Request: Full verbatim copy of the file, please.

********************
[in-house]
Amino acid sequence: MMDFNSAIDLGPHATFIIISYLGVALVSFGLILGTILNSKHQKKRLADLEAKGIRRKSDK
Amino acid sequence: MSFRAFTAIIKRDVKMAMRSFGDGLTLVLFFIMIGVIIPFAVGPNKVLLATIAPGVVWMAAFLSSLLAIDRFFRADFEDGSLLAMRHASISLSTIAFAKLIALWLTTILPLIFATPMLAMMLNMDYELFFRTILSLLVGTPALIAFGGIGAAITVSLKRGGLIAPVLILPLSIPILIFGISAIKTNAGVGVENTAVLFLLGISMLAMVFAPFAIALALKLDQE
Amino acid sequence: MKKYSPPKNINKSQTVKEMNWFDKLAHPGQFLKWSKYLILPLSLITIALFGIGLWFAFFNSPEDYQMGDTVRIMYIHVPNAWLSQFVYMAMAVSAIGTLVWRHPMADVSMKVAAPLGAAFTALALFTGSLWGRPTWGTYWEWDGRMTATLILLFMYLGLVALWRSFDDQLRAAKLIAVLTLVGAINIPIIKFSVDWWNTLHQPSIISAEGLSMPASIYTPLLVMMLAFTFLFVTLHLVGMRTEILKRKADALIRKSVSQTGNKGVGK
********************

[in-house]
Amino acid sequence: MMDFNSAIDLGPHATFIIISYLGVALVSFGLILGTILNSKHQKKRLADLEAKGIRRKSDK
Amino acid sequence: MSFRAFTAIIKRDVKMAMRSFGDGLTLVLFFIMIGVIIPFAVGPNKVLLATIAPGVVWMAAFLSSLLAIDRFFRADFEDGSLLAMRHASISLSTIAFAKLIALWLTTILPLIFATPMLAMMLNMDYELFFRTILSLLVGTPALIAFGGIGAAITVSLKRGGLIAPVLILPLSIPILIFGISAIKTNAGVGVENTAVLFLLGISMLAMVFAPFAIALALKLDQE
Amino acid sequence: MKKYSPPKNINKSQTVKEMNWFDKLAHPGQFLKWSKYLILPLSLITIALFGIGLWFAFFNSPEDYQMGDTVRIMYIHVPNAWLSQFVYMAMAVSAIGTLVWRHPMADVSMKVAAPLGAAFTALALFTGSLWGRPTWGTYWEWDGRMTATLILLFMYLGLVALWRSFDDQLRAAKLIAVLTLVGAINIPIIKFSVDWWNTLHQPSIISAEGLSMPASIYTPLLVMMLAFTFLFVTLHLVGMRTEILKRKADALIRKSVSQTGNKGVGK